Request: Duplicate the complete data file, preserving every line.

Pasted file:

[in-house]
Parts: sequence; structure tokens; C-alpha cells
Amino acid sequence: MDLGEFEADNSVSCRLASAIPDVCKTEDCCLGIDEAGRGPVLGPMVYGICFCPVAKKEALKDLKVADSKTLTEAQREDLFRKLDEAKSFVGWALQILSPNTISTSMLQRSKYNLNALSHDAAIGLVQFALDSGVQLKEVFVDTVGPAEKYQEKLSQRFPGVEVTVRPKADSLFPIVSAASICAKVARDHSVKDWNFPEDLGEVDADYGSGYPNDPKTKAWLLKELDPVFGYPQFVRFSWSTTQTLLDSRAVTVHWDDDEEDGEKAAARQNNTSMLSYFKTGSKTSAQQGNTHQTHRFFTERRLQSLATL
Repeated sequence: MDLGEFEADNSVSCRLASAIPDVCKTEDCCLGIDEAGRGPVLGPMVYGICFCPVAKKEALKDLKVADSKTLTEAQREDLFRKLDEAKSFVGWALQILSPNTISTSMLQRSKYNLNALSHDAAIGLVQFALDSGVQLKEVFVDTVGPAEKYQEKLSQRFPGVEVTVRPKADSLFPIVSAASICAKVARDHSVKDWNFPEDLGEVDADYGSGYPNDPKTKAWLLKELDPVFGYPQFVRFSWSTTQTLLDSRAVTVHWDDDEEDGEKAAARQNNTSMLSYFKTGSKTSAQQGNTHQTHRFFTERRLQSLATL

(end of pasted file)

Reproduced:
[in-house]
Parts: sequence; structure tokens; C-alpha cells
Amino acid sequence: MDLGEFEADNSVSCRLASAIPDVCKTEDCCLGIDEAGRGPVLGPMVYGICFCPVAKKEALKDLKVADSKTLTEAQREDLFRKLDEAKSFVGWALQILSPNTISTSMLQRSKYNLNALSHDAAIGLVQFALDSGVQLKEVFVDTVGPAEKYQEKLSQRFPGVEVTVRPKADSLFPIVSAASICAKVARDHSVKDWNFPEDLGEVDADYGSGYPNDPKTKAWLLKELDPVFGYPQFVRFSWSTTQTLLDSRAVTVHWDDDEEDGEKAAARQNNTSMLSYFKTGSKTSAQQGNTHQTHRFFTERRLQSLATL
Repeated sequence: MDLGEFEADNSVSCRLASAIPDVCKTEDCCLGIDEAGRGPVLGPMVYGICFCPVAKKEALKDLKVADSKTLTEAQREDLFRKLDEAKSFVGWALQILSPNTISTSMLQRSKYNLNALSHDAAIGLVQFALDSGVQLKEVFVDTVGPAEKYQEKLSQRFPGVEVTVRPKADSLFPIVSAASICAKVARDHSVKDWNFPEDLGEVDADYGSGYPNDPKTKAWLLKELDPVFGYPQFVRFSWSTTQTLLDSRAVTVHWDDDEEDGEKAAARQNNTSMLSYFKTGSKTSAQQGNTHQTHRFFTERRLQSLATL